Israeli immune based diagnostics company MeMed announced that it has been awarded a $4 million grant by the US Department of Defense’s Congressionally Directed Medical Research Programs (CDMRP). The award will support transition of the Tirat Hacarmel-based company’s prototype point-of-care (POC) platform towards a final product, including transfer to manufacturing and implementation of cloud connectivity. The CDMRP grant complements a $9.2 million contract from the Defense Threat Reduction Agency awarded last April to MeMed that is supporting the final stages of prototype development.
MeMed CTO Dr. Kfir Oved said, “This grant will allow us to set up manufacturing processes for our POC platform, ultimately enabling MeMed’s novel blood test that has been clinically validated for differentiating between bacterial and viral infection to reach the patient in a shorter time.”
Israeli co MeMed wins $9.2m Pentagon contract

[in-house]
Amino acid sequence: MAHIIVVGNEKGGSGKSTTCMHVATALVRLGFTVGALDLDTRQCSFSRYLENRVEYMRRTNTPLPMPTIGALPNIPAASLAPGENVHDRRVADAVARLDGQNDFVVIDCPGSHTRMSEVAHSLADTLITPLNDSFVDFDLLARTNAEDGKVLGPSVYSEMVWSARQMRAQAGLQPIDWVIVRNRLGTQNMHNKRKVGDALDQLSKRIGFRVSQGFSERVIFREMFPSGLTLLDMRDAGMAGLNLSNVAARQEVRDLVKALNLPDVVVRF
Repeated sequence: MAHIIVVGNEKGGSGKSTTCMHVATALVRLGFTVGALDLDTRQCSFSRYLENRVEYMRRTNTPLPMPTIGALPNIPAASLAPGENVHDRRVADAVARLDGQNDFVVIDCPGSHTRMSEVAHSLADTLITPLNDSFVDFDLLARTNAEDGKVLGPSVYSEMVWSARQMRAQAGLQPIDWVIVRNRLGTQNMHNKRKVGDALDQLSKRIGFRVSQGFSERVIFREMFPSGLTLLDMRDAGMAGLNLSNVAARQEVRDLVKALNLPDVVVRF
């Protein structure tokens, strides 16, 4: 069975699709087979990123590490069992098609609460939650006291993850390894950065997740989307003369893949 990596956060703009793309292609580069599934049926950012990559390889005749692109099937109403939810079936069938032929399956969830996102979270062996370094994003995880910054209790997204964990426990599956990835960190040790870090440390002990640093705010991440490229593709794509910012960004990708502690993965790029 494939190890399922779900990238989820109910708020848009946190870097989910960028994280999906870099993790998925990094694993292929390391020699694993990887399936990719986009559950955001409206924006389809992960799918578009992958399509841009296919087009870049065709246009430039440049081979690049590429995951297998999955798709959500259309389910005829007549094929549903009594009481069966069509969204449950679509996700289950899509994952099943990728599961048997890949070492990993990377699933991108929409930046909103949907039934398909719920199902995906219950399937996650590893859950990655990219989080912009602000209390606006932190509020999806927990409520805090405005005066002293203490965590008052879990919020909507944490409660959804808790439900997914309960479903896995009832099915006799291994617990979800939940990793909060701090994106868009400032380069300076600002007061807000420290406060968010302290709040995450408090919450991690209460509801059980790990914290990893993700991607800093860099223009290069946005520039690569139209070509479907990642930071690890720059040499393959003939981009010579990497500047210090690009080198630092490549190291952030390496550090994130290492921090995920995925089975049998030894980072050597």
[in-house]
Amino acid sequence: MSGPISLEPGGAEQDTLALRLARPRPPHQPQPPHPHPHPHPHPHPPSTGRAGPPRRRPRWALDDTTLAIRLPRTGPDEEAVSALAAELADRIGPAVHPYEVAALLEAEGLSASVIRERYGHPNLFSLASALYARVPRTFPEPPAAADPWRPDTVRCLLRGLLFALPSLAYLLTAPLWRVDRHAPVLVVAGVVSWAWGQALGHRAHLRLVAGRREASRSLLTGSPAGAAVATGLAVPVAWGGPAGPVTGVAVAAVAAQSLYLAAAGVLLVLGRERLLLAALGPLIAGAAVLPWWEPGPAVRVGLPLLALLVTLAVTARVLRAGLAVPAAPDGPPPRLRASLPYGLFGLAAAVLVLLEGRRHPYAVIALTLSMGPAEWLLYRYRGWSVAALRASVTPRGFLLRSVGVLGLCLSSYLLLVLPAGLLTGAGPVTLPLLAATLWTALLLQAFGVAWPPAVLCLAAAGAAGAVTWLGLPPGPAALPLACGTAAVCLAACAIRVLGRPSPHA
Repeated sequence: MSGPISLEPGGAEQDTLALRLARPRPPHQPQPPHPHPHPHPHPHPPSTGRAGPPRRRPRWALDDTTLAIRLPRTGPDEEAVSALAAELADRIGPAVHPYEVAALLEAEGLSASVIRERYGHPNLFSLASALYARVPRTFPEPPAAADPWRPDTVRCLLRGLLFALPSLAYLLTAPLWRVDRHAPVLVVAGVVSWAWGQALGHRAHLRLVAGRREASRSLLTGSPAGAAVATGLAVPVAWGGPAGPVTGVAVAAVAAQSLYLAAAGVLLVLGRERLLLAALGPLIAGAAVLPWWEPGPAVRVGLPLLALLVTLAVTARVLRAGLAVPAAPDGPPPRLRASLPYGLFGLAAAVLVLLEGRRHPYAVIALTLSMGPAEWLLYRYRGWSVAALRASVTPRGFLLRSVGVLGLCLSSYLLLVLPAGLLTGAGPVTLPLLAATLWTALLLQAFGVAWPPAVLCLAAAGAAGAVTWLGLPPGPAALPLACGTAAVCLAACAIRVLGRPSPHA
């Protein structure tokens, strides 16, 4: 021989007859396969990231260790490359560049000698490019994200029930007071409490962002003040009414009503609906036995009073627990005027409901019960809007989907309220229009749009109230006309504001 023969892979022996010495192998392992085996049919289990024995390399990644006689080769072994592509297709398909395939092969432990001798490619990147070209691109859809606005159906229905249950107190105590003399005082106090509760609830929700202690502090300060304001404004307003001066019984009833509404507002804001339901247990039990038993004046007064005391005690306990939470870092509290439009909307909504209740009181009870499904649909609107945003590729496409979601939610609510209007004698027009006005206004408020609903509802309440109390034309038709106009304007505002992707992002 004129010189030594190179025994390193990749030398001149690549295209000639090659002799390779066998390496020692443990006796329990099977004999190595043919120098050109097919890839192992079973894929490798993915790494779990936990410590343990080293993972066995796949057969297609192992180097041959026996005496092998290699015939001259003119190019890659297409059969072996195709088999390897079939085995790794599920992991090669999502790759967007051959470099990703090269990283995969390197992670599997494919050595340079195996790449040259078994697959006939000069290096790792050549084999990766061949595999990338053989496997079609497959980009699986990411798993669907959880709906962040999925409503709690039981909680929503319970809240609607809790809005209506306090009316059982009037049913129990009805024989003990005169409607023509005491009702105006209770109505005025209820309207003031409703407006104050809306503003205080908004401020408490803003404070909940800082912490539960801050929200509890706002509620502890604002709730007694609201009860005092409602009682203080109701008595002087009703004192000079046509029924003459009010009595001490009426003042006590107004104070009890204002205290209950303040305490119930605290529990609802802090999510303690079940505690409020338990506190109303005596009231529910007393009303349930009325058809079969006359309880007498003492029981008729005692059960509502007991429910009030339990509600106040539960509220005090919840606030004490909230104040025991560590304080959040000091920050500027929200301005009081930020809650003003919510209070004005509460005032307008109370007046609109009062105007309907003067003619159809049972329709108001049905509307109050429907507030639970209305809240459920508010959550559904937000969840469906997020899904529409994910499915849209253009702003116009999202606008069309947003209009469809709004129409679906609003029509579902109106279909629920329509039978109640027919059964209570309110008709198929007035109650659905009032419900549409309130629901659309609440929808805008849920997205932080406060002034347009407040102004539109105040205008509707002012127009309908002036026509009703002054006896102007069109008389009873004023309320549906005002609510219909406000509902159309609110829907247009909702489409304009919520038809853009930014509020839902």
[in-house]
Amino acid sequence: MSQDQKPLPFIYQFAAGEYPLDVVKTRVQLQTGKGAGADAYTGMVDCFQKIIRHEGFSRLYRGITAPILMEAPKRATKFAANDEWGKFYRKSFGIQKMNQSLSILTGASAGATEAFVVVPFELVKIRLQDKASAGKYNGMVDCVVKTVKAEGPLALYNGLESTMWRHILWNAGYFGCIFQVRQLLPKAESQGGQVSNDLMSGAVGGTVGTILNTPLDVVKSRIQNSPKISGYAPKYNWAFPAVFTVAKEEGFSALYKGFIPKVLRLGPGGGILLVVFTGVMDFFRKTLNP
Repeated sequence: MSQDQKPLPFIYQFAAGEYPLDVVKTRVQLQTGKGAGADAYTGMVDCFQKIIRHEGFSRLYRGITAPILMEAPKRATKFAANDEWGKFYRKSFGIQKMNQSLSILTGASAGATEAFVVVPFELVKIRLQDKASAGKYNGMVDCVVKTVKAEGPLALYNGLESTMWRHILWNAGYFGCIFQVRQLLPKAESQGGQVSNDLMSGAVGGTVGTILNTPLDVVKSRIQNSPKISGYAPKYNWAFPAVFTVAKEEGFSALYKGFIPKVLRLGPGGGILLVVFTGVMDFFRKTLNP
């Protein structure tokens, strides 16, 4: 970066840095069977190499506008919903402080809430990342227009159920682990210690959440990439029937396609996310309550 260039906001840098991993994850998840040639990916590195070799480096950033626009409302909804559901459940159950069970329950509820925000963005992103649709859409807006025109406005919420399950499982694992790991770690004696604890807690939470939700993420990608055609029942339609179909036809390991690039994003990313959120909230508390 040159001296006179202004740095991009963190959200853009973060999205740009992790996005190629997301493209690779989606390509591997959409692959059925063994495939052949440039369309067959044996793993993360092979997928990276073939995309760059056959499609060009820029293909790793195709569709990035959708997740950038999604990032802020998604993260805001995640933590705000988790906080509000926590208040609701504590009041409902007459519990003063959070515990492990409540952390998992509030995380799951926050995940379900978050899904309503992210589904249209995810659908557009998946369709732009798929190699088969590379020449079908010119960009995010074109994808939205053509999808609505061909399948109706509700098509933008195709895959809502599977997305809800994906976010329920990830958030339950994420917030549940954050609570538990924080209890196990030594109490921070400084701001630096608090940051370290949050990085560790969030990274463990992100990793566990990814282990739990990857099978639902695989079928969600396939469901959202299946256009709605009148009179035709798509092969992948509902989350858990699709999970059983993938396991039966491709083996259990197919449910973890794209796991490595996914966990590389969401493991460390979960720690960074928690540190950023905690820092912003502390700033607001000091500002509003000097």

MeMed recently announced completion of three clinical studies, two of which were double-blind, conducted over the past seven years, which collectively enrolled 2,376 patients. The latest study, PATHFINDER, published in the official journal of the American Academy of Pediatrics, independently confirmed that MeMed’s novel blood test, accurately distinguishes between bacterial and viral infections in children. The test aims to support clinicians in one of the most routine yet challenging clinical dilemmas today – determining whether an infection is bacterial or viral in order to decide whether to treat or not to treat with antibiotics.
MeMed CEO Eran Eden said, “Now that development is approaching completion, we are working to expand the menu of tests that will be available on the POC platform, including novel tests for predicting disease severity and for differentiating between sepsis and SIRS. Fast menu expansion is possible, as our unique platform paves the way to performing a wide range of other multiplex-protein measurements, with laboratory quality, within minutes at the POC – the basis for a panel of tests needed to advance patient care.”